Hello, friends. March has been a little crazy around here. Our daughter and her boyfriend were here for a couple of weeks (working remotely) at the beginning of the month. We enjoyed a visit from an old friend mid-month and my cousin was here for a long weekend last week. And now the month is just about over...
I've finished several books, but know I won't get around to reviewing them any time soon. Instead, I'll give you my quick takes:
by Sarah. M. Broom, narrated by Bahni Turpin
Broom is a good writer with an interesting family history, but I was hoping for more from the 2019 National Book Award Winner. I was looking for bigger picture insights into how social and economic policies/programs impacted families in post-Katrina New Orleans East.
Bahni Turpin's narration, as always, was excellent.
I discovered Mary Lawson earlier this year through her new novel, A Town Called Solace. Now I'm diving into her backlist. Crow Lake, written two decades ago, is a novel about four orphaned siblings, their
relationships with one another, and how youthful choices shape their adult lives. Beautifully written, with exceptional character development and remarkable insight into sibling relationships, this quiet novel left me feeling a little blue. I will likely raise my rating to 4.5 stars with time.
by Erik Larson, narrated by Stephen Hoye
Given what's happening in the world today, this book about William E. Dodd, the U.S. Ambassador to Hitler's Germany in the 1930s, seemed very timely. In addition to the Ambassador, Larson also includes the experiences of his wife, adult son, and adult daughter as Hitler's power and influence continued to grow. Fascinating reading and listening.
by Eleanor Morse, narrated by Tavia Gilbert
This character-driven family novel set in 1960s coastal Maine didn't get a lot of buzz when it was published last year, so I'm glad I discovered it on the library's new release shelf. The audio was also available to download, so I experienced it as a read/listen combination. Magreete Bright is showing increasing signs of dementia and her situation becomes a crisis when she accidentally starts a fire in her kitchen. At that point, Magreete's daughter, Liddie, her husband, and their three children leave Michigan and move into Magreete's Maine home. While subject matter may be depressing, Morse handles it all so tenderly. The audio added to my overall experience.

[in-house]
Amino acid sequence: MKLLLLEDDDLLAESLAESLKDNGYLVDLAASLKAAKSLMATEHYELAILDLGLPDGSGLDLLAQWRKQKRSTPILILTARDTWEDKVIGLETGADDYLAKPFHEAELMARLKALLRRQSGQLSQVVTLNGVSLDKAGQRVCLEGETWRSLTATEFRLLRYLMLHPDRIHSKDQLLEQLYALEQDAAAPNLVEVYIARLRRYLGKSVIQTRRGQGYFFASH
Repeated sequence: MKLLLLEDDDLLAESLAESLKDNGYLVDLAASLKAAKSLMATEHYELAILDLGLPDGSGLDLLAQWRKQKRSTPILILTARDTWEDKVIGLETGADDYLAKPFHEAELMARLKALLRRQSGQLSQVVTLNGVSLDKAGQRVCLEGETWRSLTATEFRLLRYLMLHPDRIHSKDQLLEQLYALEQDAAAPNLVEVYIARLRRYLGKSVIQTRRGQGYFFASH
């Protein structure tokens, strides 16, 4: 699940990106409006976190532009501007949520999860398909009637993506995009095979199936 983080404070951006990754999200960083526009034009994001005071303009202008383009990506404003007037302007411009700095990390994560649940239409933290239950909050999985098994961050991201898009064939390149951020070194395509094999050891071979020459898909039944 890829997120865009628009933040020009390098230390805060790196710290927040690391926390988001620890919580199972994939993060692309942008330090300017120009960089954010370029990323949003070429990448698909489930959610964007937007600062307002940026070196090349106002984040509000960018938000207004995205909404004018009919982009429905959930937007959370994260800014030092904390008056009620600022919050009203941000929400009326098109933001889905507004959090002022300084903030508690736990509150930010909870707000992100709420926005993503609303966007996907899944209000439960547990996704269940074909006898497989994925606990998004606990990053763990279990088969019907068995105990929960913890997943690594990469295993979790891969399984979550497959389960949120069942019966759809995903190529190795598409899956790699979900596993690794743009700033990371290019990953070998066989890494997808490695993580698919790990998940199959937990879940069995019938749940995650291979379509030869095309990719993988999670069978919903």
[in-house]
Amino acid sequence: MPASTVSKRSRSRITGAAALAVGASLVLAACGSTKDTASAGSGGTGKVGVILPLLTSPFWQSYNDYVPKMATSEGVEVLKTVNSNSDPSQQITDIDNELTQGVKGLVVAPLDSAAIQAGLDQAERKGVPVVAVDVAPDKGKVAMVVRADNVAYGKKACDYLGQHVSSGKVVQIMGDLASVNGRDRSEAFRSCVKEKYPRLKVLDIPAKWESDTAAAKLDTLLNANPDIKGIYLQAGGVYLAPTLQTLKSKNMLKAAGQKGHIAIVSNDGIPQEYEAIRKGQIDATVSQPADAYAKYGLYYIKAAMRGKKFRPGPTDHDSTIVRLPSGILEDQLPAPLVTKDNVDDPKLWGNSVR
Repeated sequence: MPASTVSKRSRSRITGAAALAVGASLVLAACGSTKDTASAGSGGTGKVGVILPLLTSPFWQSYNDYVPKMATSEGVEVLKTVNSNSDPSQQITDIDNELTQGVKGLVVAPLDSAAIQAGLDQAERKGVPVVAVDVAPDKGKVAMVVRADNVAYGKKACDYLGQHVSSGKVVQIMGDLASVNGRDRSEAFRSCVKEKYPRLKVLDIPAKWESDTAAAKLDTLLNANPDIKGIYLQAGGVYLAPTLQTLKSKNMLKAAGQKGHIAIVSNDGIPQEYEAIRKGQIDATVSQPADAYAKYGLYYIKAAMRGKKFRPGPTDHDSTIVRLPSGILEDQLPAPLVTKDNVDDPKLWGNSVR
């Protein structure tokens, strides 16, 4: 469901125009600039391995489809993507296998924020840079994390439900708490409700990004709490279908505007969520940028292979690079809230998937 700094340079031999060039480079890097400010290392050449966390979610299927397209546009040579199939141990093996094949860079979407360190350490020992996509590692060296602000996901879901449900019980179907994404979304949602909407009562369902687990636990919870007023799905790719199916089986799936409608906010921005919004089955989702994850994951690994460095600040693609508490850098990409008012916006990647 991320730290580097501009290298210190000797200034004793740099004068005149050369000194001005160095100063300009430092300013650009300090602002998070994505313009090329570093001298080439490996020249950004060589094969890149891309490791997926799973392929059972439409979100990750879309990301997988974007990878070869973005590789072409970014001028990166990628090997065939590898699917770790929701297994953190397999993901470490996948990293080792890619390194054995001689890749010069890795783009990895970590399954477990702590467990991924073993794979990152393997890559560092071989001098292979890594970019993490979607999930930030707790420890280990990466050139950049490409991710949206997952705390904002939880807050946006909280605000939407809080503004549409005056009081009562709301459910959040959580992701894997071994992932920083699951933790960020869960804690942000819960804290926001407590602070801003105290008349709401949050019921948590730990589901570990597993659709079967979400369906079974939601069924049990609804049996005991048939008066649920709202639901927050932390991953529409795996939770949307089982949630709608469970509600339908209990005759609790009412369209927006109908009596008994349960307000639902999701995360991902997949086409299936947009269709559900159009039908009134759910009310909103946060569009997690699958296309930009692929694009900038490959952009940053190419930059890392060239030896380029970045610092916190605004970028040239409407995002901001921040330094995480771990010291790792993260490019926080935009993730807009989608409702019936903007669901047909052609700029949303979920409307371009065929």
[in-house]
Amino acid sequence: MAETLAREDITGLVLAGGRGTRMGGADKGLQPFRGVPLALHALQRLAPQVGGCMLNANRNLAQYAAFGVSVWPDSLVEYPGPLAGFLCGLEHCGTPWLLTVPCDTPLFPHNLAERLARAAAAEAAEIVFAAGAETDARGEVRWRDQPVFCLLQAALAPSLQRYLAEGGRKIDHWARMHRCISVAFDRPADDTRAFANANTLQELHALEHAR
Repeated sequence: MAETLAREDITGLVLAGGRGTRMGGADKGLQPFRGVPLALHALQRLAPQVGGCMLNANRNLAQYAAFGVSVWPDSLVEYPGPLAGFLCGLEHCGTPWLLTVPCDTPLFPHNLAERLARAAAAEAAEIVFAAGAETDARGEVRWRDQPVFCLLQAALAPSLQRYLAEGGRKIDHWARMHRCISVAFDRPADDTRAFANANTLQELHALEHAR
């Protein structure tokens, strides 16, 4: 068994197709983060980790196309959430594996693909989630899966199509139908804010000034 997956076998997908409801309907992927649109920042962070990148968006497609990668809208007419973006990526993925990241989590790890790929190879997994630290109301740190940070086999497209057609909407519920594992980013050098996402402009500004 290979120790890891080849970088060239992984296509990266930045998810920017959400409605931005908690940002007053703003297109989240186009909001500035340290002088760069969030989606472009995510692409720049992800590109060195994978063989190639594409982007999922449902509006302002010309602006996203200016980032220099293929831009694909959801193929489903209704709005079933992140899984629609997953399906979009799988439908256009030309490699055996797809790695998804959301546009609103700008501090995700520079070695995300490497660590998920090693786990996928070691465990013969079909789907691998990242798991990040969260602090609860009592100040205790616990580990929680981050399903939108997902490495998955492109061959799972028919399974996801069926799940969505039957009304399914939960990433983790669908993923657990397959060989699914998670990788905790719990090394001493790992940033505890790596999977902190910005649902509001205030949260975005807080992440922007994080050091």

by Sara Manning Peskin, narrated by Ann Richardson
Surprisingly engaging for a such scientific topic, I primarily listened to this book. Cognitive neurology, molecular science, actual patient profiles, and interesting accounts of scientists involved in making the discoveries held my interest throughout the entire book. I couldn't get enough.
by R.C. Sherriff, narrated by Jilly Bond
After a slow start, I'm about a third of the way into this book and finding it to be a delight.
Favorite puzzle of the month//
Tomorrow we have tickets for Beyond Van Gogh
in Sarasota. I've been looking forward to it all month.
Next weekend we're off to Connecticut. We'll spend most of April setting up our condo so we're ready to live there this summer. We're also planning to visit my family in NY for Easter.
With all of that, my plan is to take a blogging break for the month of April. I'll (hopefully) keep up with your blogs, but doubt I'll post again until early May.
How did March treat you? What was your favorite book of the month?